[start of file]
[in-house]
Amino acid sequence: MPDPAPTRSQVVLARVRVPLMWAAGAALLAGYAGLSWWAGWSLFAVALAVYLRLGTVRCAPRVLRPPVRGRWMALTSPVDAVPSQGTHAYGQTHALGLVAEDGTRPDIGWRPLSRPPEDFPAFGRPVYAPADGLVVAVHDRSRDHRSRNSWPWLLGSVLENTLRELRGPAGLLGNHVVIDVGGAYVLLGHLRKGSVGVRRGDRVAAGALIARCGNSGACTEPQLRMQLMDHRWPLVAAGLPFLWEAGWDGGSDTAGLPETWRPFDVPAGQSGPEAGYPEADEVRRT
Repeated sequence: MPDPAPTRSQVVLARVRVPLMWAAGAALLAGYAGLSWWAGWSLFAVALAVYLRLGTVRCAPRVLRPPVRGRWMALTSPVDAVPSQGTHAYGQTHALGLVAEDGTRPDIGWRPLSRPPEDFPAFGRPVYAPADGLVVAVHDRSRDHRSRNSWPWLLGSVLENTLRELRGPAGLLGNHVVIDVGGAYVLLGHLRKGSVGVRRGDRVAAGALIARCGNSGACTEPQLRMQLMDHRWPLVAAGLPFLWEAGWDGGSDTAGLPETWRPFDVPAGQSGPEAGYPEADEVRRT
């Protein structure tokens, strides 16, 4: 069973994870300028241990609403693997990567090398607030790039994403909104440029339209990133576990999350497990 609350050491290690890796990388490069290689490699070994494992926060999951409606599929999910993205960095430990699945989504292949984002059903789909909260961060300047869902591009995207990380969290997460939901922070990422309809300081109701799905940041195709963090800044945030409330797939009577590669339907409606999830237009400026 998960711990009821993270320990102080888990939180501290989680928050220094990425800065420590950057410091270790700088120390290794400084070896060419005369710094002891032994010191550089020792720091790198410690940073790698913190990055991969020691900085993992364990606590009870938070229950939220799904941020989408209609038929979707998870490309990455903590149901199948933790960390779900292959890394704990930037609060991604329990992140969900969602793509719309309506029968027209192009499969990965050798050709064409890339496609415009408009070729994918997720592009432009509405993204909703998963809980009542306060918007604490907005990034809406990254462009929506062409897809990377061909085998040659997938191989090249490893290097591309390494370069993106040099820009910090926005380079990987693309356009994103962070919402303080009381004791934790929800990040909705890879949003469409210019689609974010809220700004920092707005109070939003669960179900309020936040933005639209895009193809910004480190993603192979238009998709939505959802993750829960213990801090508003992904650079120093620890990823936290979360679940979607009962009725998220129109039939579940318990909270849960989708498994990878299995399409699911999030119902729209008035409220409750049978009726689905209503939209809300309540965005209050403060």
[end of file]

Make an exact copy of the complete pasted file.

[in-house]
Amino acid sequence: MPDPAPTRSQVVLARVRVPLMWAAGAALLAGYAGLSWWAGWSLFAVALAVYLRLGTVRCAPRVLRPPVRGRWMALTSPVDAVPSQGTHAYGQTHALGLVAEDGTRPDIGWRPLSRPPEDFPAFGRPVYAPADGLVVAVHDRSRDHRSRNSWPWLLGSVLENTLRELRGPAGLLGNHVVIDVGGAYVLLGHLRKGSVGVRRGDRVAAGALIARCGNSGACTEPQLRMQLMDHRWPLVAAGLPFLWEAGWDGGSDTAGLPETWRPFDVPAGQSGPEAGYPEADEVRRT
Repeated sequence: MPDPAPTRSQVVLARVRVPLMWAAGAALLAGYAGLSWWAGWSLFAVALAVYLRLGTVRCAPRVLRPPVRGRWMALTSPVDAVPSQGTHAYGQTHALGLVAEDGTRPDIGWRPLSRPPEDFPAFGRPVYAPADGLVVAVHDRSRDHRSRNSWPWLLGSVLENTLRELRGPAGLLGNHVVIDVGGAYVLLGHLRKGSVGVRRGDRVAAGALIARCGNSGACTEPQLRMQLMDHRWPLVAAGLPFLWEAGWDGGSDTAGLPETWRPFDVPAGQSGPEAGYPEADEVRRT
């Protein structure tokens, strides 16, 4: 069973994870300028241990609403693997990567090398607030790039994403909104440029339209990133576990999350497990 609350050491290690890796990388490069290689490699070994494992926060999951409606599929999910993205960095430990699945989504292949984002059903789909909260961060300047869902591009995207990380969290997460939901922070990422309809300081109701799905940041195709963090800044945030409330797939009577590669339907409606999830237009400026 998960711990009821993270320990102080888990939180501290989680928050220094990425800065420590950057410091270790700088120390290794400084070896060419005369710094002891032994010191550089020792720091790198410690940073790698913190990055991969020691900085993992364990606590009870938070229950939220799904941020989408209609038929979707998870490309990455903590149901199948933790960390779900292959890394704990930037609060991604329990992140969900969602793509719309309506029968027209192009499969990965050798050709064409890339496609415009408009070729994918997720592009432009509405993204909703998963809980009542306060918007604490907005990034809406990254462009929506062409897809990377061909085998040659997938191989090249490893290097591309390494370069993106040099820009910090926005380079990987693309356009994103962070919402303080009381004791934790929800990040909705890879949003469409210019689609974010809220700004920092707005109070939003669960179900309020936040933005639209895009193809910004480190993603192979238009998709939505959802993750829960213990801090508003992904650079120093620890990823936290979360679940979607009962009725998220129109039939579940318990909270849960989708498994990878299995399409699911999030119902729209008035409220409750049978009726689905209503939209809300309540965005209050403060």